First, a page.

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Preventing pupil data breaches

A major data breach is a problem for any industry, and none more so than the educational software sector. There is a clear duty of care to children in your systems as a breach could have a significant impact on their lives. In addition a breach will lead to a large fine from the Information Commissioner’s Office and the publicity could seriously damage your company’s reputation.

Whilst breaches are becoming more common, the good news is that there are steps you can take to prevent them. The best approach is to fully review your systems to identify areas of weakness and then a concrete plan to strengthen them. This is a long and detailed process and beyond the scope of this Insight. However there are some techniques which are common to all situations, and if implemented well will go a long way to reducing risk. I have outlined three of these techniques below.

Test, test, test

This is simple really - you would never release an application without testing first to make sure it did what it was required to do. We call that functional testing. Well in 2021 protecting children’s data is one of the things your application is required to do. So its time to test that too!

To security test applications there are two complimentary types of testing. Penetration testing, where someone effectively tries to hack into your system. And Static Application Security Testing (SAST), which is like an automated code review looking for security weaknesses.

To carry out effective security testing build SAST into your SDLC and apply it to every line of code as its written or compiled. Your developers can then correct security issues on the fly as they code. This is both very effective and very efficient. And in addition on an annual basis (or at major releases) carry out a penetration test and resolve any issues discovered. The pen test also has the benefit of providing a great report for you to share with your customers to prove how secure you are. This may even help you win new clients!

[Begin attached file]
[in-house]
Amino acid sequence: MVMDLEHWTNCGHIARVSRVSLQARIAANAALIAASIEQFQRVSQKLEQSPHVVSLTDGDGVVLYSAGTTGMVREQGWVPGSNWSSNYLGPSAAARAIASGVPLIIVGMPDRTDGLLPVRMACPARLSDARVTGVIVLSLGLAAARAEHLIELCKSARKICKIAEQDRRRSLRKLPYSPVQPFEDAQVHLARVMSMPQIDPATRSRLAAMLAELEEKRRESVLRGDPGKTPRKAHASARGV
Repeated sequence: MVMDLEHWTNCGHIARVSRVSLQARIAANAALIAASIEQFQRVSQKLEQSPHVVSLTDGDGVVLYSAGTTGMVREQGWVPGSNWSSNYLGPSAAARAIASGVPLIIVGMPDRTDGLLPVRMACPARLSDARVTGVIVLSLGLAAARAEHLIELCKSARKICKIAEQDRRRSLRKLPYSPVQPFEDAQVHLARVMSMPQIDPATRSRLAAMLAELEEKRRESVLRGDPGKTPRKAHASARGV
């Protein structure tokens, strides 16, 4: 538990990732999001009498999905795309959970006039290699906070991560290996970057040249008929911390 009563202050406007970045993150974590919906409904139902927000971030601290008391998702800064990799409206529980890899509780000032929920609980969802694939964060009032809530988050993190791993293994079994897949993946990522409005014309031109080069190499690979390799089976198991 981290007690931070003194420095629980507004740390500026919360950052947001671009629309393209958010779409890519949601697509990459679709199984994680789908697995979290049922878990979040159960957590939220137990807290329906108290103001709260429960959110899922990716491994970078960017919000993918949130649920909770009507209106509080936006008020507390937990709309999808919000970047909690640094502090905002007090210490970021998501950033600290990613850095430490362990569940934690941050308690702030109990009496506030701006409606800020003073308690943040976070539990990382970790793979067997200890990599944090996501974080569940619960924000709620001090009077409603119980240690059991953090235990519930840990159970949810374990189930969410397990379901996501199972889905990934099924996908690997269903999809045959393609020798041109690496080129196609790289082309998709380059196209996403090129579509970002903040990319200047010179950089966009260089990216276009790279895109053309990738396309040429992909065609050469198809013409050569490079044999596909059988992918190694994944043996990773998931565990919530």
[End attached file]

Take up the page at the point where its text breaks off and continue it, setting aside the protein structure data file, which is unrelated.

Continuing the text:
Create a fortress around your data

Put simply the data is where your risk is, so focus your protective efforts around it. Place your strongest controls closest to it, and layer them so that if one fails you can rely on the others. For example place your data on a separate network, configure the servers to be ultra secure, control privileged access to it, instal the cleverest anti malware, encrypt it, and only allow systems access to it which absolutely need to. I’m not saying don’t secure the rest of the network, but your data store is where your risk lies. £5,000 spent protecting it will be worth £50,000 spent elsewhere. Create a fortress around your data.

A side note on this. To be effective your data needs to stay in the fortress. If you have lax data control and allow it to spread throughout your network it is still at risk. Unless of course you build a second fortress around it there too. This will be relevant for reporting and other uses where large amounts of data are exported for analysis or integration. And never use children's data for testing!

24/7 burglar alarm

Hackers, miscreants and organised crime gangs will take some time to get to your data. Gone are the days of a simple hack leading to someone running off with terabytes of data – or at least they should be if you take security at all seriously! Ransomware gangs and other groups of nefarious scoundrels will gradually learn about your network and when they locate your data will try different techniques to get access to it. And once they get access, copying a large amount of data out also takes time. All of this activity makes noise, which you can alert on. And like a burglar alarm, that alert gives you the chance to act.

General alerts all around your network are a good idea, but can create lots of false alarms so be ready to tune them out. If you already have a fortress architecture you can use very precise alerting which will give you a very good alarm that an attack is underway. Here are some examples:

  • Unexplained use of privileged accounts in the fortress
  • Login failures within the fortress
  • Anti-malware events within the fortress
  • Access attempts blocked for access across the firewall into the fortress
  • Access attempts blocked for access across the firewall out of the fortress
  • Unexplained network spikes of traffic leaving the fortress
    Of course, once you know an attack is underway you have to be ready to react. More about this in a later Insight.

I hope that you have found this Insight useful. It should give you a starter for 10, and if you would like to know anything more about how to protect against a data breach please do feel free to get in contact.

Bob Nicolson
Head of Consultancy